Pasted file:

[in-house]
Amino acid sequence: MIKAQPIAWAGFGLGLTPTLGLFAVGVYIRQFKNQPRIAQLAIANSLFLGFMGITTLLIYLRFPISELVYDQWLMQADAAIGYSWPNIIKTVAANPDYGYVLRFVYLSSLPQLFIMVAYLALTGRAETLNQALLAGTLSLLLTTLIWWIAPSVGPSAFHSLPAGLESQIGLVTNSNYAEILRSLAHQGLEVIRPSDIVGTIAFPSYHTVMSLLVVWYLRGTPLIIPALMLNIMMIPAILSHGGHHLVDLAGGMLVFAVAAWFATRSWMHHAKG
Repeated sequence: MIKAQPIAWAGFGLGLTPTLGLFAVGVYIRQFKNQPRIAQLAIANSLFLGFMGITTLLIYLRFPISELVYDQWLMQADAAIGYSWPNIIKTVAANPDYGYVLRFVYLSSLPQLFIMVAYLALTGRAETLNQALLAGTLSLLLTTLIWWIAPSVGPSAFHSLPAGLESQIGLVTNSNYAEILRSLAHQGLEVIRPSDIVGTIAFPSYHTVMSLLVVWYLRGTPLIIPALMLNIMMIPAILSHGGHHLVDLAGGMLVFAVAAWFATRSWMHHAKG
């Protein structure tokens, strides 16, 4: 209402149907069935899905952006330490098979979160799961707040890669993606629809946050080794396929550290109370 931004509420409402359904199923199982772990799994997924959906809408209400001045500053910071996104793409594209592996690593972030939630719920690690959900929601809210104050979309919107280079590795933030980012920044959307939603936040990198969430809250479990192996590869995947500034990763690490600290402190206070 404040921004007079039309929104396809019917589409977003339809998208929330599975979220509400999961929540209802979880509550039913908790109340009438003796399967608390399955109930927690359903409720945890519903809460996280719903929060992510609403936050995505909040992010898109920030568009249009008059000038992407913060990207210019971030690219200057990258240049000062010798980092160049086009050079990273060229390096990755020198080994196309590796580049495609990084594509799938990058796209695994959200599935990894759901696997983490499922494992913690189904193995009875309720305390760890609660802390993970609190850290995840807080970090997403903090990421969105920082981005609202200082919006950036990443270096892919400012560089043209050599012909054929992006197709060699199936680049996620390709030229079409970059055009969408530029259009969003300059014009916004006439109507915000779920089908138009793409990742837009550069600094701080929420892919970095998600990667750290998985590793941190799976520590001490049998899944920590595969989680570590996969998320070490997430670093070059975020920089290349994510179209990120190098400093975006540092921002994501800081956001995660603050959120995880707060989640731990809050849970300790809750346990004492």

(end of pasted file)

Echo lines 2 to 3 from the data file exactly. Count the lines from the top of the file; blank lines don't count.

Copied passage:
Amino acid sequence: MIKAQPIAWAGFGLGLTPTLGLFAVGVYIRQFKNQPRIAQLAIANSLFLGFMGITTLLIYLRFPISELVYDQWLMQADAAIGYSWPNIIKTVAANPDYGYVLRFVYLSSLPQLFIMVAYLALTGRAETLNQALLAGTLSLLLTTLIWWIAPSVGPSAFHSLPAGLESQIGLVTNSNYAEILRSLAHQGLEVIRPSDIVGTIAFPSYHTVMSLLVVWYLRGTPLIIPALMLNIMMIPAILSHGGHHLVDLAGGMLVFAVAAWFATRSWMHHAKG
Repeated sequence: MIKAQPIAWAGFGLGLTPTLGLFAVGVYIRQFKNQPRIAQLAIANSLFLGFMGITTLLIYLRFPISELVYDQWLMQADAAIGYSWPNIIKTVAANPDYGYVLRFVYLSSLPQLFIMVAYLALTGRAETLNQALLAGTLSLLLTTLIWWIAPSVGPSAFHSLPAGLESQIGLVTNSNYAEILRSLAHQGLEVIRPSDIVGTIAFPSYHTVMSLLVVWYLRGTPLIIPALMLNIMMIPAILSHGGHHLVDLAGGMLVFAVAAWFATRSWMHHAKG